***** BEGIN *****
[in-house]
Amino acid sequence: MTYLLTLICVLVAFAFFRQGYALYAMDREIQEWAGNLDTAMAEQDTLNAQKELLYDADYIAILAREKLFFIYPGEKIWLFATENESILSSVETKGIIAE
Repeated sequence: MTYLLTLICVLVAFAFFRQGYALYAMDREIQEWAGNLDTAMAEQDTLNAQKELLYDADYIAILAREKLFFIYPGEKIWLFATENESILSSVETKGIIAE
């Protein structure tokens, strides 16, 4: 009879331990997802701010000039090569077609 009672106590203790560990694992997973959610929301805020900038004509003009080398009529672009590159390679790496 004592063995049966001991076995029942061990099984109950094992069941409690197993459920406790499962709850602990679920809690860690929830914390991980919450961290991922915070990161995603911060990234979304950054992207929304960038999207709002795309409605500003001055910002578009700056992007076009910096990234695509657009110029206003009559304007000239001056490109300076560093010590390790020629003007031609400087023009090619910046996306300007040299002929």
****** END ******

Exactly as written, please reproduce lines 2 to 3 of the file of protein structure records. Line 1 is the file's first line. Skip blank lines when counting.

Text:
Amino acid sequence: MTYLLTLICVLVAFAFFRQGYALYAMDREIQEWAGNLDTAMAEQDTLNAQKELLYDADYIAILAREKLFFIYPGEKIWLFATENESILSSVETKGIIAE
Repeated sequence: MTYLLTLICVLVAFAFFRQGYALYAMDREIQEWAGNLDTAMAEQDTLNAQKELLYDADYIAILAREKLFFIYPGEKIWLFATENESILSSVETKGIIAE